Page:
The Nuclear Physics of Precise Atomic Spectroscopy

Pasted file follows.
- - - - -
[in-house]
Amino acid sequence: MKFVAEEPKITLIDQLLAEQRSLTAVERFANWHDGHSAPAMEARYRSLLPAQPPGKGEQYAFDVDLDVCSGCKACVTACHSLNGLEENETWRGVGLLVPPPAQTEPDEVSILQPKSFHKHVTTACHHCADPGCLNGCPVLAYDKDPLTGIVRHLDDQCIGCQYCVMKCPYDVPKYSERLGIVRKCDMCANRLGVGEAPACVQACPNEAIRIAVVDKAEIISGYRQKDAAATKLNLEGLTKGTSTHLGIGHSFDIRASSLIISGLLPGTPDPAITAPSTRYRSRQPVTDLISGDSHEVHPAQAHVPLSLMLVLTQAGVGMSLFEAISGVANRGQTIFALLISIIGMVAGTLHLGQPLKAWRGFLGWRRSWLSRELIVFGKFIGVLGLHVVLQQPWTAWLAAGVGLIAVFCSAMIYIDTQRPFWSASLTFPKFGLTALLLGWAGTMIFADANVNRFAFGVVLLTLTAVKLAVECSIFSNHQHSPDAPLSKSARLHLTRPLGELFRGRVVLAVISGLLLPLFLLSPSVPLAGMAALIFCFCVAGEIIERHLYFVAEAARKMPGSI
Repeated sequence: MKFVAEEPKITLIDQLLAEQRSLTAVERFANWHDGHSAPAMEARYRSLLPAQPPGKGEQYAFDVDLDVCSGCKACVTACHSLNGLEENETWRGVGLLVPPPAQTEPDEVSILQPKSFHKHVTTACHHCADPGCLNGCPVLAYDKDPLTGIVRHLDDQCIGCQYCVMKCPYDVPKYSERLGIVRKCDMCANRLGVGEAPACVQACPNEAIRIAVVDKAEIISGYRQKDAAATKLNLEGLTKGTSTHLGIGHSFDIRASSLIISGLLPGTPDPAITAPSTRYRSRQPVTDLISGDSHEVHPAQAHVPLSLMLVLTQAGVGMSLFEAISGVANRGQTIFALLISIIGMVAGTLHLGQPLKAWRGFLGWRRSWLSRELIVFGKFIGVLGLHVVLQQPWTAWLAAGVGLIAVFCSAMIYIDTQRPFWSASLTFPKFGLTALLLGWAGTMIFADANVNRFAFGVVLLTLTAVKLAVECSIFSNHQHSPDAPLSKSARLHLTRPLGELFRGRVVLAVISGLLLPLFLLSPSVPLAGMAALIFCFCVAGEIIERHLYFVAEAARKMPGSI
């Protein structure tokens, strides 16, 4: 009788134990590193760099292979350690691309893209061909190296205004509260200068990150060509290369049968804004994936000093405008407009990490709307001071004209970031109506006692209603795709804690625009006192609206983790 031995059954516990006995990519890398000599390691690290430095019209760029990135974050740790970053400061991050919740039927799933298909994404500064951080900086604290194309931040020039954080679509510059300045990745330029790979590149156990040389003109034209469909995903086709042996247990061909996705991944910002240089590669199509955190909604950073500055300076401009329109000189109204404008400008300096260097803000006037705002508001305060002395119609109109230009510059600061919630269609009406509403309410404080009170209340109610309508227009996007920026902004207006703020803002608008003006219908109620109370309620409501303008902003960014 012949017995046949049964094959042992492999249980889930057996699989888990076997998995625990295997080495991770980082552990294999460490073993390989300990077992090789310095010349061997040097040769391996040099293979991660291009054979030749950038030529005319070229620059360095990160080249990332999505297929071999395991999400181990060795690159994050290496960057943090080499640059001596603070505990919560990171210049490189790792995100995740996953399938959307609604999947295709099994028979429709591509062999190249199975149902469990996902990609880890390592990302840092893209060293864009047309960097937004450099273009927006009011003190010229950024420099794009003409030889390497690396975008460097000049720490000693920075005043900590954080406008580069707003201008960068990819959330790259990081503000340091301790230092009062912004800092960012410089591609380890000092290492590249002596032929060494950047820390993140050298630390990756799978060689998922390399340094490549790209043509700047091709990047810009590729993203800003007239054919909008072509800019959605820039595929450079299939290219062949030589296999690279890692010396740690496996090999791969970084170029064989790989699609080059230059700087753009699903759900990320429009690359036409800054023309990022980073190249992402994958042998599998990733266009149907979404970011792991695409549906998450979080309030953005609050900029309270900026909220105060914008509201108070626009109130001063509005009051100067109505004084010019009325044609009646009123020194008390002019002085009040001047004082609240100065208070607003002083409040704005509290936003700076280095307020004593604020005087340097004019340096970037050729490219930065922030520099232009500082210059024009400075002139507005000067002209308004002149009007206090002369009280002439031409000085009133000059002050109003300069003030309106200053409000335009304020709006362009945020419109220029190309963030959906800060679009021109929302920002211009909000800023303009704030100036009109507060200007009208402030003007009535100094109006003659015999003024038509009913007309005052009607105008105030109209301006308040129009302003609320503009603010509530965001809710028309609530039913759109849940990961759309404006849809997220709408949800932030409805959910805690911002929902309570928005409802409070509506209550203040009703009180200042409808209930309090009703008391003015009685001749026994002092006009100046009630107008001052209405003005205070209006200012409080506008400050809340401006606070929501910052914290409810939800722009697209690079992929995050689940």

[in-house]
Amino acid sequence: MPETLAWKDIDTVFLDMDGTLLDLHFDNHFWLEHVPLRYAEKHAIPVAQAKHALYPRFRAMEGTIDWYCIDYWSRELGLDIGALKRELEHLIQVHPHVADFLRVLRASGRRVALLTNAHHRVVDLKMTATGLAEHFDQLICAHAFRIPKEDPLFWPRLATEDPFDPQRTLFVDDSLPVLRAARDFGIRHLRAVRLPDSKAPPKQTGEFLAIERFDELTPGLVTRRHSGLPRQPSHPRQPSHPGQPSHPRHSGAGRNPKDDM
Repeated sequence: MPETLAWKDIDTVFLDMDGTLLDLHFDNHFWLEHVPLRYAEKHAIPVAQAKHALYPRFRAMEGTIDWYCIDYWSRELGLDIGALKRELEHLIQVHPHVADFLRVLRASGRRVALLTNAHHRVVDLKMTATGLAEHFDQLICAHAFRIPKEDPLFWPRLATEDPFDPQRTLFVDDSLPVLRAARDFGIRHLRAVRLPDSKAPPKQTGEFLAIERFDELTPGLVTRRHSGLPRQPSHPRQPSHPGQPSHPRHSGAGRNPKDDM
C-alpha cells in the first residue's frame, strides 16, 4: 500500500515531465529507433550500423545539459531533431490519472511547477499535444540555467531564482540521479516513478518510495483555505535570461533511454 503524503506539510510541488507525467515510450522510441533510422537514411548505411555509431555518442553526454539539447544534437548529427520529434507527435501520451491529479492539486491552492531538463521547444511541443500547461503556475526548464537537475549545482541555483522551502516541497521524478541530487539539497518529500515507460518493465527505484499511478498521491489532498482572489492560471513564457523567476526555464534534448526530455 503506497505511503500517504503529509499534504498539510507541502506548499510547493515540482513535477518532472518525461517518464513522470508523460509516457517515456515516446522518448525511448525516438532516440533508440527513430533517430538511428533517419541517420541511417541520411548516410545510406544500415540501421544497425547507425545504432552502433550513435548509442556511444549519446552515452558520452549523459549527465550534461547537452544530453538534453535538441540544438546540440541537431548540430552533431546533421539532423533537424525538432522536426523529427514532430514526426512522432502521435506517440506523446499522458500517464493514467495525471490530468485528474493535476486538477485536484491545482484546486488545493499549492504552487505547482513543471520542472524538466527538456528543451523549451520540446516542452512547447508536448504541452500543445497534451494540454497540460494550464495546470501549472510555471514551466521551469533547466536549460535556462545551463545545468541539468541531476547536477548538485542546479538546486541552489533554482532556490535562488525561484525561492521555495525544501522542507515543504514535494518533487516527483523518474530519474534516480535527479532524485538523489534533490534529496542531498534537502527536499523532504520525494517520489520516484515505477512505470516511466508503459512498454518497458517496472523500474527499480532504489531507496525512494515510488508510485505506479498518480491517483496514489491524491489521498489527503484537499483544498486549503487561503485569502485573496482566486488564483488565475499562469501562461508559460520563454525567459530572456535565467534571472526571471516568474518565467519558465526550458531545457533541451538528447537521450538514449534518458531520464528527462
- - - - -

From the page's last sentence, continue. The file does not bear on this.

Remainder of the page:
By trading 12 orders of magnitude in electron energy for roughly the same factor in experimental precision, atomic measurements of some deuteron quantities can compete with accelerator measurements. The deuteron matter radius, for example, is most accurately determined by the isotope shift in the 1S-2S level splittings of H and D. The precision of this determination is adequate to provide a window on small relativistic corrections and meson-exchange currents in the deuteron, which is unattainable in accelerator measurements. The theory of QED corrections for hyperfine structure in hydrogenic atoms has recently advanced to the point that differences with experiment can be interpreted as nuclear corrections, which are known to at least three significant figures for the H, D, T and 3He+ atoms. The leading-order nuclear mechanism contributing to hyperfine structure is a charge-magnetic correlation that was sketched by Bohr and derived by Low. Detailed calculations based on this mechanism provide a good description of the nuclear corrections.

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